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Greatest Hits: This 60-Year-Old Hairspray is Still a Stylist Favorite

By Wendy Rodewald-Sulz / July 28, 2014

Illustration by: Jane Kirby

While we can’t get enough of shiny new beauty launches, sometimes it’s the products that have stood the test of time that really deserve the spotlight. In our Greatest Hits series, we take a closer look at the staples beauty insiders swear by.

The Icon

What it is: Prepare for liftoff. This iconic hairspray is a staple among editorial and red carpet hair stylists, who love its ultrafine mist and lightweight hold. Its shiny, non-sticky finish is both invisible on strands and brushable — a quality that’s especially important on set, where hair needs to be styled and restyled without looking crunchy on camera. 

The Story

Created in 1960 by L’Oréal Laboratories, Elnett — which takes its name from the French for “she” (elle) and “neat” (nette) — was a major departure from the shellac-like hairsprays of the time. When it debuted to consumers in two years later, its breakthrough formula and slimline “golden goddess” packaging made Elnett such a hit, it remained essentially unchanged for the next four decades. How’s that for aging gracefully?
But every success story has its setbacks. Starting in 1987, the original Elnett formula wasn’t sold the U.S. for 20 years because its delivery system utilized ozone-damaging chlorofluorocarbons. Hair stylists were forced to stock up on cans in bulk while in Europe, and smuggle suitcases full of the precious product into the country. The whole affair only gave Elnett even more of a cult-like appeal. Finally, a 2008 redesign made the product more eco-friendly and brought about its triumphant return to beauty aisle shelves stateside.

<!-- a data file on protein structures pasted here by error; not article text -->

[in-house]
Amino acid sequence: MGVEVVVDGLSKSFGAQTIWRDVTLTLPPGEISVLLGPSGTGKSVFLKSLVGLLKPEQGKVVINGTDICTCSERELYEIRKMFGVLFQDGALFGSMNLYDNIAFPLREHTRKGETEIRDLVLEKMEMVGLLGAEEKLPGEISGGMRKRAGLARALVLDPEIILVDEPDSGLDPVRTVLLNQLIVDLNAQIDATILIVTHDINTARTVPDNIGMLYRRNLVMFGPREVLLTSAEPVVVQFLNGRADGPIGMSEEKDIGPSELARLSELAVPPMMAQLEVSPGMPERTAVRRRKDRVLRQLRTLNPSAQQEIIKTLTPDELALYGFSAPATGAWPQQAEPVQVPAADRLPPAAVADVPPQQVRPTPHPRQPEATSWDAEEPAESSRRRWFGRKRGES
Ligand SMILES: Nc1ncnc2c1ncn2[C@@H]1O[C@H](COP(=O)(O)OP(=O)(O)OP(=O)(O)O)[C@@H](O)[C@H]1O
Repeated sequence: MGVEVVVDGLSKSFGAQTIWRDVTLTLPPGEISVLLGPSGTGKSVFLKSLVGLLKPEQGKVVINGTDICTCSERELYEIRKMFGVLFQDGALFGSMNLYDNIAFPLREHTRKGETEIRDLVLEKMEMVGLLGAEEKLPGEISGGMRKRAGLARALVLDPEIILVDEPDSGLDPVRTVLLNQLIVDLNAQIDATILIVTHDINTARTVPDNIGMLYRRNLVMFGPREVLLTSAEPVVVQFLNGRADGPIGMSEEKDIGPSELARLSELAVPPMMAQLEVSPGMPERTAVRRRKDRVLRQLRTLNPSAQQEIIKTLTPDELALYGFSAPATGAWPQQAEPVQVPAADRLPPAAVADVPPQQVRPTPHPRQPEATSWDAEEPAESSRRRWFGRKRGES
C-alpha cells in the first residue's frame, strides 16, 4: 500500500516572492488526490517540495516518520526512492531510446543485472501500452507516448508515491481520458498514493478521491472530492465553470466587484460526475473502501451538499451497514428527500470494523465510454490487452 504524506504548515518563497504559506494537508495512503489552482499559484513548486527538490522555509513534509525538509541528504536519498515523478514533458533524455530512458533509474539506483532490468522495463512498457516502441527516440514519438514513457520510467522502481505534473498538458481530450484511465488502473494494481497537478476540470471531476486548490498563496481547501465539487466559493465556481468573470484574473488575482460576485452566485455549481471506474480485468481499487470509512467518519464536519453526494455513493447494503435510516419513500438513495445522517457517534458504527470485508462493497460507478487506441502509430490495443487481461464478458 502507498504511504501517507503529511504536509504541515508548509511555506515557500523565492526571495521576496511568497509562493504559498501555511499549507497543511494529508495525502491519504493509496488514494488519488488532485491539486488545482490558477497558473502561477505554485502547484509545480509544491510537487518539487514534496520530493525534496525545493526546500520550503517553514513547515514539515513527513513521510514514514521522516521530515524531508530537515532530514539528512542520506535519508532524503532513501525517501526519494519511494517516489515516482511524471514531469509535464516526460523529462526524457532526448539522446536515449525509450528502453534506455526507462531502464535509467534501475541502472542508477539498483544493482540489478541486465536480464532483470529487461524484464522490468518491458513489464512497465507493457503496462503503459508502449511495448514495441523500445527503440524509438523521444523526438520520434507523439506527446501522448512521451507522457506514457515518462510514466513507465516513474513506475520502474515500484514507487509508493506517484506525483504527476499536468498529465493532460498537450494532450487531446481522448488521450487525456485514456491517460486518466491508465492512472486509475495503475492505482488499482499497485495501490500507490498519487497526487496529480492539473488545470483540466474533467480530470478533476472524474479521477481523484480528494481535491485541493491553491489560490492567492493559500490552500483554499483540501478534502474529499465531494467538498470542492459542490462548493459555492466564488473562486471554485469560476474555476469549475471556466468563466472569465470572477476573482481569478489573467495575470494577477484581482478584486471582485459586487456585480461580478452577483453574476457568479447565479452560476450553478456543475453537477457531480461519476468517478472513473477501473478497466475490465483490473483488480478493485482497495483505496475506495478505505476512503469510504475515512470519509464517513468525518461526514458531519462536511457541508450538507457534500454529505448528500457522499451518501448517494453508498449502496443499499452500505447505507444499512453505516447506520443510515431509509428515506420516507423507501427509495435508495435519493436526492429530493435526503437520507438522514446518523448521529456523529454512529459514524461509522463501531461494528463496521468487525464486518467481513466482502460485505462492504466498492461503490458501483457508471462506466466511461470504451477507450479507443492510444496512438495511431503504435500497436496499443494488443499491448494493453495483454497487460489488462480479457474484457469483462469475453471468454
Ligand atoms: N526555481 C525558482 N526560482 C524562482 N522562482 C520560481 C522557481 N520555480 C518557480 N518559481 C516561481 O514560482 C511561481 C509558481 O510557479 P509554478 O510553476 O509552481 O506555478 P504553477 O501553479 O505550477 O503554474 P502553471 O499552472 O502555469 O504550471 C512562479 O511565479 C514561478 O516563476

A vintage Elnett ad from the '60s.


Why It’s Iconic

Celebrities like Megan Fox and Rachel Zoe have publicly voiced their love for the hairspray, and a quick survey of our red carpet hair coverage shows that Hollywood stylists have used Elnett to coif everyone from Kerry Washington to Kate Bosworth. We’ve spotted hair teams using cans as contraband (complete with taped over labels) backstage at fashion shows sponsored by competing haircare lines. 
Bet you didn’t know: The iconic product had a big screen cameo in 2013’s American Hustle: Christian Bale’s character uses Elnett to construct his elaborate combover in the movie’s opening scene.